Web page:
Benson, founding guitarist and co-writer for the Jack White–led troupe The Raconteurs, hasn’t gone stir crazy (yet) thanks to IG live—broadcasting with special guests or just going solo—but being home with his seven-year-old daughter Adeline and nine-year-old son Declan has its challenges. He’s living through what most parents are facing during the shut-in. “The rest of my family are going crazy,” says Benson. “Kids need your attention twenty-four hours a day from the second you wake up—like, before you wake up. We’re doing OK, though. It’s a good chance for us to get closer.”

Playing tracks off Dear Life, as well as older songs—even leaving his 1996 debut One Mississippi open for more exploration—Benson is just warming up for when life gets back to normal and he can tour again. His first release since 2013’s You Were Right, Dear Life is Benson’s transfixion on domestic life, relationships, and the realization of his mortality. For nearly five years, Benson was hanging on to Dear Life since he started writing it. Then, The Raconteurs had regrouped, and he stepped back into the band’s third album and first in eleven years Help Us Stranger in 2019. “I stopped, I did The Raconteurs album, but I was really anxious to get this record out,” says Benson. “Then, this fucking virus hits.”

The road leading to the album has had its U-turns and swerves. It was even birthed from a complete upheaval of Benson’s Readymade Studios, which he started in 2012. When he was forced to vacate the studio after the building where it was housed was sold and converted into a parking lot, Benson was forced to pack up all of his equipment and put it in storage. Left without a place to record, he created a makeshift studio in his home, at first experimenting without guitar and drums and more software and drum machines, which all have their place on Dear Life, dusted over sharp riffs and penetrating lyrics on the knowns and unknowns in life.

Sequenced by Jack White, Dear Life drives down a winding road of reflection—good and bad, fear or moments of tranquility—that only Benson could steer, from frenetic opener “I Can If You Want Me To” to the more elevated “Good to Be Alive.”

Reflecting on family life, “Richest Man,” which received an animated video treatment by New York cartoonist Michael Wartella, Benson confronts his fear of dying as matter-of-factly as he can singing “I gave you your name, but you gave me my life … And after I’m gone, you’ll carry on / And then you’ll have a family of your own.” Exploring domesticity and the delicacy of life, Benson covers all corners of emotion, gently crooning the title track through airy “Baby’s Eyes,” the latter the only Dear Life track that features a co-writer and outside musicians, including Dynamites drummer Jon Radford, and on to a more enraged “Freak Out.”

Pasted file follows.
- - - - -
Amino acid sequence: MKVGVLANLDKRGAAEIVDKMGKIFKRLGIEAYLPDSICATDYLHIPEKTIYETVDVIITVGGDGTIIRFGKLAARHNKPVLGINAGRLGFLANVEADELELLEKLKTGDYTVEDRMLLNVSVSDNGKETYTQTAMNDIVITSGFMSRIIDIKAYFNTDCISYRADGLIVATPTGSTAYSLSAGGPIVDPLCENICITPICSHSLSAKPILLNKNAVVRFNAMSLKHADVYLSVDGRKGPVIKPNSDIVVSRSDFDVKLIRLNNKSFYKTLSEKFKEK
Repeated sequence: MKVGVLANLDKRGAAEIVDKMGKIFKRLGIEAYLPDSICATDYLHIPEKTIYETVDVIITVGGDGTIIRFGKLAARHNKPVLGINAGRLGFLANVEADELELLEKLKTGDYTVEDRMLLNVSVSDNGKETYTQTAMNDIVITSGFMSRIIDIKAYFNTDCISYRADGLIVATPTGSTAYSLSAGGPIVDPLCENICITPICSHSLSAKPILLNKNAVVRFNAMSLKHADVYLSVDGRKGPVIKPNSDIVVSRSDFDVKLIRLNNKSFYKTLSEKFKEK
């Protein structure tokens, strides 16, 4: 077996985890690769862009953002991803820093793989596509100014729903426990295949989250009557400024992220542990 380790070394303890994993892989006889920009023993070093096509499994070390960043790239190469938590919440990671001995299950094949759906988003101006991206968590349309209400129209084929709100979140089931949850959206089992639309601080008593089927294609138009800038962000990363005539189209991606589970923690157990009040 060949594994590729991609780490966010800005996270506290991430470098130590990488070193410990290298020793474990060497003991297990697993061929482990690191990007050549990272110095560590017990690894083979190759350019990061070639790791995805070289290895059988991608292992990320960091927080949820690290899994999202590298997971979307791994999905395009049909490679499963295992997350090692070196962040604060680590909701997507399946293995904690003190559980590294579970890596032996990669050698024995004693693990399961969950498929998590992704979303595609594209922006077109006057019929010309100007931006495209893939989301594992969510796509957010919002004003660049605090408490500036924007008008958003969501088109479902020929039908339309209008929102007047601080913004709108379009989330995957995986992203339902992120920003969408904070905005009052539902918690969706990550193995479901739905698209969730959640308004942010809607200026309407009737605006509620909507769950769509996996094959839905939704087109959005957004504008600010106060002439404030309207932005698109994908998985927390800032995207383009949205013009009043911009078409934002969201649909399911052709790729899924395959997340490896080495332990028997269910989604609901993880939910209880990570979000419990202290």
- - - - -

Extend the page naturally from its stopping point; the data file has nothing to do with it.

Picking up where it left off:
Opening up about family, life, and death is also something new for Benson, but it’s been lingering on his mind more since having children. “I don’t think I ever thought much about my mortality, so it’s kind of come as a shock I guess,” he says. “When my kids were born, I think, is when I started to fear death. I started getting afraid of leaving them. I was just confronted all of a sudden with, ‘Holy shit, I’m not going to be here forever.’ Your kids keep growing up and they keep getting older. I’m seeing it and I’m like, ‘Stop!’”

He jokes that he’s aging slowly, but there’s still a nostalgia as he gets older. It’s something Benson, now 49, just can’t shake. “When you have a family, you start thinking about life and death and what happens when you leave,” he says. “I think it’s something that I’m still thinking about. It’s something that is new to me as well.”